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Pedro Almodovar has made his career out of going where none before him have dared to go. His early comedy "Dark Habits" gave us a convent whose nuns supported their good works by selling heroin; the fact that they kept a tiger in the courtyard was just a little extra frisson that Almodovar threw in. In "Women on the Verge of a Nervous Breakdown" the film's climax uses, what else, gazpacho to save the day. But with his recent films he's found a way into an increasingly darker look at the complexities of life. "All About My Mother" is an intertwined study of people making hard choices and suffering some profound consequences. "Talk To Her" deals with death and near-death, experienced in a variety of forms - those who take life and those who die.
His new film is "Bad Education," and it is a story within a story. Two boys, Ignacio and Enrique, find love with each other in their short time at a Catholic school. A pedophile priest (Daniel Gimenez Cacho) at the school is the trigger for enormous changes in both of them; one becomes a successful, gay film director and the other a transvestite and junkie. We meet Ignacio (Gael Garcia Bernal), who now calls himself Angel but may in fact be someone else entirely, as he visits Enrique (Fele Martinez) with a manuscript, called "The Visit," that he wants Enrique to film. "The Visit" is the story of what happened to both boys and to the priest.
Almodovar has carefully constructed "Bad Education" as a kind of Chinese box, or better still a Fabergé egg within an egg within an egg, each one different from the one before. There is revenge and blackmail and love and death; there is beauty and horror and fury; there's even a bit of the old Almodovar wit. We're told that he worked on this script for ten years; it is complex and carefully fitted together, but it is also profound, as befits one of the handful of great filmmakers working today. Nothing is wasted, nothing is redundant, every scene has a part to play in the whole. The film is intense from beginning to end, and some in the audience may wish that Almodovar had told it with a lighter hand; but it is that very rigor - the refusal to acknowledge the audience's wishes - that gives "Bad Education" its great power.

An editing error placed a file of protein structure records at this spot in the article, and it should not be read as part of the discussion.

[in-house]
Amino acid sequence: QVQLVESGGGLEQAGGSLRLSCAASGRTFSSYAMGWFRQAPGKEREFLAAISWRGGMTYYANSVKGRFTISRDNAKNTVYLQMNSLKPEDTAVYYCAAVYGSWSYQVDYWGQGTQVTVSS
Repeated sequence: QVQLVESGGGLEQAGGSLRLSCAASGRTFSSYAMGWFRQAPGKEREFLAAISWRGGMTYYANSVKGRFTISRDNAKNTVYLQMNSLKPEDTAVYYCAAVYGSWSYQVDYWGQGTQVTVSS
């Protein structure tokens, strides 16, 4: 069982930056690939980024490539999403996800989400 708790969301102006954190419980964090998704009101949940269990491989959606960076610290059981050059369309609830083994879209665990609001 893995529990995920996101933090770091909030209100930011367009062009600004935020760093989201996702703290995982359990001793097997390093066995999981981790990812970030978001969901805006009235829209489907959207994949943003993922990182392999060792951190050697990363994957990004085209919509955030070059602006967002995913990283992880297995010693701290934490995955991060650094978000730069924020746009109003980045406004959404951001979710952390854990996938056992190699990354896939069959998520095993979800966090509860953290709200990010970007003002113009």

Gael Garcia Bernal plays three different roles in this film, and he gives one - perhaps I should say three - of the finest, and most subtle, performances I can recall seeing. We believe implicitly in each of them. Fele Martinez as Enrique is a perfect foil for him, and Daniel Gimenez Cacho as the priest finds a way into his character's humanity that lends power to the film. "Bad Education" has deservedly won awards at festivals across Europe this summer, and will open in the United States later this fall. <! new pasted review ends on line above>